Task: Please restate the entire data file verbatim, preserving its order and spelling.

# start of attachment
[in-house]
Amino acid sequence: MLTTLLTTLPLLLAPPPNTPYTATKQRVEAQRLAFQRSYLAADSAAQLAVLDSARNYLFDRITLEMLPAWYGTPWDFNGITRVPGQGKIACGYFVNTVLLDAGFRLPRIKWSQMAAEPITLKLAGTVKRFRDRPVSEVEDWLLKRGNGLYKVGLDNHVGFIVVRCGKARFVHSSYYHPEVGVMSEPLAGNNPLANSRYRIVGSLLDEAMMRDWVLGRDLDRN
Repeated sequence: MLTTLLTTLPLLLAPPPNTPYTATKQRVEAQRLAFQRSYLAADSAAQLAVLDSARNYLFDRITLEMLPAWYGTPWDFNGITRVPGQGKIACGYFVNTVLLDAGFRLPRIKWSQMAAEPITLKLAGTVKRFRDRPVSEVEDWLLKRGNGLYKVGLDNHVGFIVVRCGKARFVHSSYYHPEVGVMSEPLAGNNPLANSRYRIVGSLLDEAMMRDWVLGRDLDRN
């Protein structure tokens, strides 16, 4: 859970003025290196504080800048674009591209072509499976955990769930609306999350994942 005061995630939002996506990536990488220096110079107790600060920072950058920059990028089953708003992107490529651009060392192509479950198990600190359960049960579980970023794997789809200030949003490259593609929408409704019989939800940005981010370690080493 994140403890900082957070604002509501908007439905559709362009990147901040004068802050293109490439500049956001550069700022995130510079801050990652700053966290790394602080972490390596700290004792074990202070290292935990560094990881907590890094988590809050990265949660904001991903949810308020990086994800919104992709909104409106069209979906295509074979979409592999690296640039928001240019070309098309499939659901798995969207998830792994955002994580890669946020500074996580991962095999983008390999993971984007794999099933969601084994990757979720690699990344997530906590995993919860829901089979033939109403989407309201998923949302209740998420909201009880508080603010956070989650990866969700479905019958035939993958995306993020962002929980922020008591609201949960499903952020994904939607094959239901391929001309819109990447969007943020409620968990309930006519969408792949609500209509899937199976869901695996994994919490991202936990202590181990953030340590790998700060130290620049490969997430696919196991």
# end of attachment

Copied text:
[in-house]
Amino acid sequence: MLTTLLTTLPLLLAPPPNTPYTATKQRVEAQRLAFQRSYLAADSAAQLAVLDSARNYLFDRITLEMLPAWYGTPWDFNGITRVPGQGKIACGYFVNTVLLDAGFRLPRIKWSQMAAEPITLKLAGTVKRFRDRPVSEVEDWLLKRGNGLYKVGLDNHVGFIVVRCGKARFVHSSYYHPEVGVMSEPLAGNNPLANSRYRIVGSLLDEAMMRDWVLGRDLDRN
Repeated sequence: MLTTLLTTLPLLLAPPPNTPYTATKQRVEAQRLAFQRSYLAADSAAQLAVLDSARNYLFDRITLEMLPAWYGTPWDFNGITRVPGQGKIACGYFVNTVLLDAGFRLPRIKWSQMAAEPITLKLAGTVKRFRDRPVSEVEDWLLKRGNGLYKVGLDNHVGFIVVRCGKARFVHSSYYHPEVGVMSEPLAGNNPLANSRYRIVGSLLDEAMMRDWVLGRDLDRN
């Protein structure tokens, strides 16, 4: 859970003025290196504080800048674009591209072509499976955990769930609306999350994942 005061995630939002996506990536990488220096110079107790600060920072950058920059990028089953708003992107490529651009060392192509479950198990600190359960049960579980970023794997789809200030949003490259593609929408409704019989939800940005981010370690080493 994140403890900082957070604002509501908007439905559709362009990147901040004068802050293109490439500049956001550069700022995130510079801050990652700053966290790394602080972490390596700290004792074990202070290292935990560094990881907590890094988590809050990265949660904001991903949810308020990086994800919104992709909104409106069209979906295509074979979409592999690296640039928001240019070309098309499939659901798995969207998830792994955002994580890669946020500074996580991962095999983008390999993971984007794999099933969601084994990757979720690699990344997530906590995993919860829901089979033939109403989407309201998923949302209740998420909201009880508080603010956070989650990866969700479905019958035939993958995306993020962002929980922020008591609201949960499903952020994904939607094959239901391929001309819109990447969007943020409620968990309930006519969408792949609500209509899937199976869901695996994994919490991202936990202590181990953030340590790998700060130290620049490969997430696919196991």